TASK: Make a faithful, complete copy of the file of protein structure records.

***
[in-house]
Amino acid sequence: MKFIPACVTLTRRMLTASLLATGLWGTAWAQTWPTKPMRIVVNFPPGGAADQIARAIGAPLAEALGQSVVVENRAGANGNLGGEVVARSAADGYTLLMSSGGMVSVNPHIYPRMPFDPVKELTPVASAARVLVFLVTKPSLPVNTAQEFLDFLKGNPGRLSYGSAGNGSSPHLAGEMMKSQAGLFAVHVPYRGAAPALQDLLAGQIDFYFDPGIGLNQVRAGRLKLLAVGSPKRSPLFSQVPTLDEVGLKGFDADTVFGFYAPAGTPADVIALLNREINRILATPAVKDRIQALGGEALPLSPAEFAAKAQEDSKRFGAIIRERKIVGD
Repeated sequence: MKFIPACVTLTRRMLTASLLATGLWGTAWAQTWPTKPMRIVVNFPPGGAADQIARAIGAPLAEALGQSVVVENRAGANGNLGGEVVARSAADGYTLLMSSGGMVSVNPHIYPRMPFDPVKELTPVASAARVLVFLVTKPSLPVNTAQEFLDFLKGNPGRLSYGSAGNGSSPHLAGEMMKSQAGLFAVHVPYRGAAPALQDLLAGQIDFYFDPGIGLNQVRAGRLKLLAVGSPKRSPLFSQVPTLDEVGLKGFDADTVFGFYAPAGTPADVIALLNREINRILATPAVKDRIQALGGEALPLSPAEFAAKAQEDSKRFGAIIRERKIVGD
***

[in-house]
Amino acid sequence: MKFIPACVTLTRRMLTASLLATGLWGTAWAQTWPTKPMRIVVNFPPGGAADQIARAIGAPLAEALGQSVVVENRAGANGNLGGEVVARSAADGYTLLMSSGGMVSVNPHIYPRMPFDPVKELTPVASAARVLVFLVTKPSLPVNTAQEFLDFLKGNPGRLSYGSAGNGSSPHLAGEMMKSQAGLFAVHVPYRGAAPALQDLLAGQIDFYFDPGIGLNQVRAGRLKLLAVGSPKRSPLFSQVPTLDEVGLKGFDADTVFGFYAPAGTPADVIALLNREINRILATPAVKDRIQALGGEALPLSPAEFAAKAQEDSKRFGAIIRERKIVGD
Repeated sequence: MKFIPACVTLTRRMLTASLLATGLWGTAWAQTWPTKPMRIVVNFPPGGAADQIARAIGAPLAEALGQSVVVENRAGANGNLGGEVVARSAADGYTLLMSSGGMVSVNPHIYPRMPFDPVKELTPVASAARVLVFLVTKPSLPVNTAQEFLDFLKGNPGRLSYGSAGNGSSPHLAGEMMKSQAGLFAVHVPYRGAAPALQDLLAGQIDFYFDPGIGLNQVRAGRLKLLAVGSPKRSPLFSQVPTLDEVGLKGFDADTVFGFYAPAGTPADVIALLNREINRILATPAVKDRIQALGGEALPLSPAEFAAKAQEDSKRFGAIIRERKIVGD